We tend to associate road tripper Jack Kerouac with cars and bars, but he actually loved nature. On the Road is essentially a glowing account of America’s landscape, the melon patches, the sun-drenched sky, the ragged mountains. In Big Sur, we see him sit out and just stare at the ocean, absorbed in nature. His obsession with animals gives us a poignant insight into his psyche.

We often put labels on people, and to see literature through critics’ lenses. What if we read John Muir’s work as literature instead of viewing it as nature writing? What if we read Jack Kerouac’s work as nature writing instead of counter-cultural novel?

What if we saw a story in a blade of grass? What if we listened really hard to the call of a bird?

You might also be interested in this article I wrote a few years about John Muir for Burnside Writers Collective:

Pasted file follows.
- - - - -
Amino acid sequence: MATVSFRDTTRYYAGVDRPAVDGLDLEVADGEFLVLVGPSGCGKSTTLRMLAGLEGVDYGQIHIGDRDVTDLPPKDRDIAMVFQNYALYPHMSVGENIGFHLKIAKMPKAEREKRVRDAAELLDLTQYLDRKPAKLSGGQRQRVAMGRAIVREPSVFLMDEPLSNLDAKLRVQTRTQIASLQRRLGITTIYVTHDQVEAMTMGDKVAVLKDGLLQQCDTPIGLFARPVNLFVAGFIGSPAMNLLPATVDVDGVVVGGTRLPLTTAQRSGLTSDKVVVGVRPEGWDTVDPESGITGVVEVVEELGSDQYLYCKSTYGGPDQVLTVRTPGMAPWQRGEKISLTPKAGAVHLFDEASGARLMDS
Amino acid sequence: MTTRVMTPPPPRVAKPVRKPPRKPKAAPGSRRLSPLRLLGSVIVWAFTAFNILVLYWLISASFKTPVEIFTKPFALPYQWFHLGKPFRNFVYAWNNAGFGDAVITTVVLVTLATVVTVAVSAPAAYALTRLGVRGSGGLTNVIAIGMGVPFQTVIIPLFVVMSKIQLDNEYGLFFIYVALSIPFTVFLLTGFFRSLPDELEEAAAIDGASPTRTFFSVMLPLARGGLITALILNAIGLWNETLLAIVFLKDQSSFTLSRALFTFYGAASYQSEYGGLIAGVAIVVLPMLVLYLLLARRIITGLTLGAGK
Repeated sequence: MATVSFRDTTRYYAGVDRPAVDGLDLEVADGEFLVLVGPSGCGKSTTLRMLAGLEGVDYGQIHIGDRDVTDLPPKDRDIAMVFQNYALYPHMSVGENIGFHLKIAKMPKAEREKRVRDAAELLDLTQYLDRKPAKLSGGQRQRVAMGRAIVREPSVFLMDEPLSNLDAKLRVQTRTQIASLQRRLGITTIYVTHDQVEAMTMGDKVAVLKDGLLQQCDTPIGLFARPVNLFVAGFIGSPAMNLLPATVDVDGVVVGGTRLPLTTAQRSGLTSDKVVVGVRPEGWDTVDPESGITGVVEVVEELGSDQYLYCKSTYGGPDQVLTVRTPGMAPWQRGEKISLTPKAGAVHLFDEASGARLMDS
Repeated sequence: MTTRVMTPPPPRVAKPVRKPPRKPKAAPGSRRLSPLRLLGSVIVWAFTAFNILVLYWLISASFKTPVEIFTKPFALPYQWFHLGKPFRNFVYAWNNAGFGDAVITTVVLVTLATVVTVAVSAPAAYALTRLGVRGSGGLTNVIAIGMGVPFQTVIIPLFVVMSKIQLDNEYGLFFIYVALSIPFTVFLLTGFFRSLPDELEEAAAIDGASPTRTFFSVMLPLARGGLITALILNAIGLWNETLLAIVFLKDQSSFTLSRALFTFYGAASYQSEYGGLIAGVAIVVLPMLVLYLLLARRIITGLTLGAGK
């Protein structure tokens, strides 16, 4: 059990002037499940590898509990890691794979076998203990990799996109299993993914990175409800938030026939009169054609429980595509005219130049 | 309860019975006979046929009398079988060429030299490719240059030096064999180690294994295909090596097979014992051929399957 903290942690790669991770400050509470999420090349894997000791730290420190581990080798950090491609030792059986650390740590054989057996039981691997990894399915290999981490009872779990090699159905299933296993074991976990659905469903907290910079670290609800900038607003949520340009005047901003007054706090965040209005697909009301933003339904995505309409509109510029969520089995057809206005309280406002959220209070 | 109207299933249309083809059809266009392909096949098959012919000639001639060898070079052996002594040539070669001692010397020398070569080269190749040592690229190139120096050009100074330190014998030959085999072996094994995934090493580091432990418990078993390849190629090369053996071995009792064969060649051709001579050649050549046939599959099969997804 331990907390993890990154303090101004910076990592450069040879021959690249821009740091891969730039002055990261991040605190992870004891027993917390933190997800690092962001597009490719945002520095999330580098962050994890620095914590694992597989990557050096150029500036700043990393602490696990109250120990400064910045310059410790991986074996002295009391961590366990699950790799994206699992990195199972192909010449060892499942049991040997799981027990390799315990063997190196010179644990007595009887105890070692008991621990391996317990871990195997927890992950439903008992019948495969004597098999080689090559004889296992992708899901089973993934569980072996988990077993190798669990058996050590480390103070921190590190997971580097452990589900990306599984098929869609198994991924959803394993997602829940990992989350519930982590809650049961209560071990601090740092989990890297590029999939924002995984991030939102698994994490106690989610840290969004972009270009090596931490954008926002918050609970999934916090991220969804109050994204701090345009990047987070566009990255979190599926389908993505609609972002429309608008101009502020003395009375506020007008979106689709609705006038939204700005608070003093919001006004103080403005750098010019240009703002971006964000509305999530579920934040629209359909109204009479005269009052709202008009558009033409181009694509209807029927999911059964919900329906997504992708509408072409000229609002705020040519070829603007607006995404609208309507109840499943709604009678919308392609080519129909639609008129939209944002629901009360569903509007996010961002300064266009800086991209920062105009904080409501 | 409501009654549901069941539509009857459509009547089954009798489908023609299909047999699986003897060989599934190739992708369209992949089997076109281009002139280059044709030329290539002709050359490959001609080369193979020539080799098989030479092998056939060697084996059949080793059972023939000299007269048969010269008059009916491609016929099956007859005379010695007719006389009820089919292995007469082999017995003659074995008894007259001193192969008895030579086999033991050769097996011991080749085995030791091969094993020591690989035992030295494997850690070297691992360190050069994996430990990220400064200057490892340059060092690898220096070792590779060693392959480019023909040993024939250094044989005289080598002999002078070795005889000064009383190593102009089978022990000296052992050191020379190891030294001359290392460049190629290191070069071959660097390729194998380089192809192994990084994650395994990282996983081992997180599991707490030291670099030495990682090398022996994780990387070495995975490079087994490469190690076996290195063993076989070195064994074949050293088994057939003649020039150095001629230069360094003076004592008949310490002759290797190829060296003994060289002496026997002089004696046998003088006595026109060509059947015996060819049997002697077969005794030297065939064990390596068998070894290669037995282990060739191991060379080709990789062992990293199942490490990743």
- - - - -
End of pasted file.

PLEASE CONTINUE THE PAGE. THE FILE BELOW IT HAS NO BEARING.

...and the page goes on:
And in this clip of me reading from Burning Furiously Beautiful about Jack Kerouac’s empathy toward animals.

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Writing Wednesday: Building Your Book Before You Even Begin Writing It

5 Sep

David Krell’s article “From Book to . . . Blog? Inspiration for the Aspiring Nonfiction Author,” published in Publishing Perspectives is jam-packed with great advice for nonfiction writers.  To sum it up succinctly: start garnering interest in your nonfiction book before you even publish it.

Krell offers five tips on how to build your author platform before you’ve even published books.  He advises that you can score interviews and forewords for your book as well as lectures at conferences before you’ve even finished writing your book.  This, in turn, will improve your chances of writing a well-informed book, obtaining a reputable agent, and selling your book successfully because you’ll have taken the time to build up your reputation as an authority on the subject and gotten other authorities on the subject to contribute to your book.  You should read his tips on Publishing Perspectives for more insight on how to begin building your platform and become a successful author now, even before you’ve written a book.